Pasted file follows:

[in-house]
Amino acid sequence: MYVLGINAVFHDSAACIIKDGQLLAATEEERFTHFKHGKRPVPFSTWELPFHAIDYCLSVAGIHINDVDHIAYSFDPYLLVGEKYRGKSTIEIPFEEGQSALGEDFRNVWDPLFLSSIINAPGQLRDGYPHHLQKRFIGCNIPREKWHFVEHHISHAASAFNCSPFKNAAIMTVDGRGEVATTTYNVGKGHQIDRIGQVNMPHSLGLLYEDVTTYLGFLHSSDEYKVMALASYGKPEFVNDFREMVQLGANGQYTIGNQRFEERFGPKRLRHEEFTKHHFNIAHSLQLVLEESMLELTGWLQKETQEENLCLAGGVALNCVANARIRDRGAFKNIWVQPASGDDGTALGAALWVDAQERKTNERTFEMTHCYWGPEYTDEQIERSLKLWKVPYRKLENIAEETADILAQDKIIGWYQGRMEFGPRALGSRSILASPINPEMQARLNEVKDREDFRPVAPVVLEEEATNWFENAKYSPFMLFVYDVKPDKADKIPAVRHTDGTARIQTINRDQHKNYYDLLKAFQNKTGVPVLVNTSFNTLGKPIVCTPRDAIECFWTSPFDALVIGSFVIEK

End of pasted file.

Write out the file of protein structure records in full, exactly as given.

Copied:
[in-house]
Amino acid sequence: MYVLGINAVFHDSAACIIKDGQLLAATEEERFTHFKHGKRPVPFSTWELPFHAIDYCLSVAGIHINDVDHIAYSFDPYLLVGEKYRGKSTIEIPFEEGQSALGEDFRNVWDPLFLSSIINAPGQLRDGYPHHLQKRFIGCNIPREKWHFVEHHISHAASAFNCSPFKNAAIMTVDGRGEVATTTYNVGKGHQIDRIGQVNMPHSLGLLYEDVTTYLGFLHSSDEYKVMALASYGKPEFVNDFREMVQLGANGQYTIGNQRFEERFGPKRLRHEEFTKHHFNIAHSLQLVLEESMLELTGWLQKETQEENLCLAGGVALNCVANARIRDRGAFKNIWVQPASGDDGTALGAALWVDAQERKTNERTFEMTHCYWGPEYTDEQIERSLKLWKVPYRKLENIAEETADILAQDKIIGWYQGRMEFGPRALGSRSILASPINPEMQARLNEVKDREDFRPVAPVVLEEEATNWFENAKYSPFMLFVYDVKPDKADKIPAVRHTDGTARIQTINRDQHKNYYDLLKAFQNKTGVPVLVNTSFNTLGKPIVCTPRDAIECFWTSPFDALVIGSFVIEK